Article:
Document Detail

Pulse oximetry in the accident and emergency department.
MedLine Citation:
PMID:  2742667     Owner:  NLM     Status:  MEDLINE    
The early detection and treatment of hypoxia is important to reduce patient morbidity in the accident and emergency department. At present, the commonly used methods all have practical difficulties in the urgent situations that prevail in the department. Pulse oximetry has recently become a method of choice in many anaesthetic and intensive care units for the continuous monitoring of oxygenation and the early detection of hypoxia. As similar conditions prevail in the accident and emergency department, we have attempted to evaluate its ease of use and the quality of information obtained in our department. Patients presenting with chest pain to an accident and emergency department have their oxygen saturation measured by the pulse oximeter finger probe prior to the commencement of oxygen therapy. After 5 min of oxygen therapy, the measurement was repeated. Our result showed that although no patients could be judged as hypoxic on clinical grounds the pulse oximeter showed, within 30 s of admission, that a number had an abnormal oxygen saturation. Continuous monitoring with the probe after the application of low flow oxygen therapy also aided in monitoring their treatment and this improvement was again easily and quickly recorded. Our experience shows that the pulse oximeter may be a useful tool for evaluating hypoxia and oxygen therapy in the accident and emergency department and we feel that we should be one of the groups who should reply in the positive to Zorab's question, 'Who needs pulse oximetry?' (Zorab, 1988).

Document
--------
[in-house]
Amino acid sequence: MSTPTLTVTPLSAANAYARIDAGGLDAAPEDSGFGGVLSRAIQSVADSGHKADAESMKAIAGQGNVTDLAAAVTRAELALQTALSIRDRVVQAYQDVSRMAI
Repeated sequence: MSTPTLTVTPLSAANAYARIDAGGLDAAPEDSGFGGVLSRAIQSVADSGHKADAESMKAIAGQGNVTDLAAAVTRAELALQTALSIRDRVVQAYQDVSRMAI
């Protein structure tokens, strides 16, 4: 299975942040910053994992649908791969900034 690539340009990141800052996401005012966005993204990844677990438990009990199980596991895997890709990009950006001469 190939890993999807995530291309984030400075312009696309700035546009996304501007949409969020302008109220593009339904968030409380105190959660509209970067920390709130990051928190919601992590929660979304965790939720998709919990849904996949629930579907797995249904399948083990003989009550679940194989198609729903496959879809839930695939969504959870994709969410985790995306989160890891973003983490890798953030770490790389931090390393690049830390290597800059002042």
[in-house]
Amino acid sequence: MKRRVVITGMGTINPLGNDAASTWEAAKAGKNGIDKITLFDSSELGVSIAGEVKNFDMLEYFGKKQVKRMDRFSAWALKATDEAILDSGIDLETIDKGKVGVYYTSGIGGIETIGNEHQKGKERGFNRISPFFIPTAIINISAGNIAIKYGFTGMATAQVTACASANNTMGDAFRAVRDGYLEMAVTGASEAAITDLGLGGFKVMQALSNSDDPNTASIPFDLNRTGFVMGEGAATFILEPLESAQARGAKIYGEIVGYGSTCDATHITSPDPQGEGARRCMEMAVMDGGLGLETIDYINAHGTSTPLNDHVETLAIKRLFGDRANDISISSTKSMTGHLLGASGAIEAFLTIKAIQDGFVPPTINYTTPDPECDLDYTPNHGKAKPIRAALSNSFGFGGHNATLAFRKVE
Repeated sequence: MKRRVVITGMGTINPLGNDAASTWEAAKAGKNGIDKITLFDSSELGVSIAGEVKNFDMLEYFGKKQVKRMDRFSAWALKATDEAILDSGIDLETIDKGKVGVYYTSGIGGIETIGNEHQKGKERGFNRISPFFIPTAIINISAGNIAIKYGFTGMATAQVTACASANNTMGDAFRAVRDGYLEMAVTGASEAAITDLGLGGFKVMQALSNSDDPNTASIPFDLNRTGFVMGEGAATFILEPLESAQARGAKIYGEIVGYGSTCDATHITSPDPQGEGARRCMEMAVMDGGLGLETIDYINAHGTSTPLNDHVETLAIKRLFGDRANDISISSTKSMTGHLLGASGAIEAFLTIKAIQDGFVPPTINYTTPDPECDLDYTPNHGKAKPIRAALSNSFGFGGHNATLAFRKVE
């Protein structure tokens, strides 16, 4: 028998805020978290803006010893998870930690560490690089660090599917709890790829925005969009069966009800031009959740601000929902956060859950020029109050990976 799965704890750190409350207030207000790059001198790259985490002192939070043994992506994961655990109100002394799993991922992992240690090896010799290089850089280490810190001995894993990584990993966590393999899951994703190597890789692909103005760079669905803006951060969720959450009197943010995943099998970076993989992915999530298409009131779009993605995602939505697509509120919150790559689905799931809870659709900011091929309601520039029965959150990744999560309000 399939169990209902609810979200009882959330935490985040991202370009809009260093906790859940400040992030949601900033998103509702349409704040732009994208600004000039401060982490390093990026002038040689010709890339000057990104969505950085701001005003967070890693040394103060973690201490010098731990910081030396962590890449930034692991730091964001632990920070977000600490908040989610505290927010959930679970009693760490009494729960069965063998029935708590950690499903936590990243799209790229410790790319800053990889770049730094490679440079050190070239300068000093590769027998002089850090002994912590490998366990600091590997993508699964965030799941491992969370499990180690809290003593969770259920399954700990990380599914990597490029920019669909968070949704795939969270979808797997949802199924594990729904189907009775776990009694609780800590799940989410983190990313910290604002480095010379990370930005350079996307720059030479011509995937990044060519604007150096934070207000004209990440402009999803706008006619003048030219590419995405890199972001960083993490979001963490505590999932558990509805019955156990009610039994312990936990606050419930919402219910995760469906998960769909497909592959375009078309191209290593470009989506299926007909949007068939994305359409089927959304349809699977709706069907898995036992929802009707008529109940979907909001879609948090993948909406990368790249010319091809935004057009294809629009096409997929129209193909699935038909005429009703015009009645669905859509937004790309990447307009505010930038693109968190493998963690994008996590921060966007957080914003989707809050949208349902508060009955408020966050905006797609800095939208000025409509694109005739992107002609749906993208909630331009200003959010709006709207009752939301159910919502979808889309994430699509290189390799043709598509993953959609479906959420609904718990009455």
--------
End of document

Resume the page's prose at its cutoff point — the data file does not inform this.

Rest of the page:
C J Holburn; M J Allen
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Publication Detail:
Type:  Journal Article    
Journal Detail:
Title:  Archives of emergency medicine     Volume:  6     ISSN:  0264-4924     ISO Abbreviation:  Arch Emerg Med     Publication Date:  1989 Jun 
Date Detail:
Created Date:  1989-08-25     Completed Date:  1989-08-25     Revised Date:  2009-11-18    
Medline Journal Info:
Nlm Unique ID:  8500828     Medline TA:  Arch Emerg Med     Country:  ENGLAND    
Other Details:
Languages:  eng     Pagination:  137-42     Citation Subset:  IM    
Accident and Emergency Department, Leicester Royal Infirmary, England.
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MeSH Terms
Aged, 80 and over
Anoxia / diagnosis*,  therapy
Blood Gas Monitoring, Transcutaneous / instrumentation*,  methods
Emergency Service, Hospital
Evaluation Studies as Topic
Middle Aged

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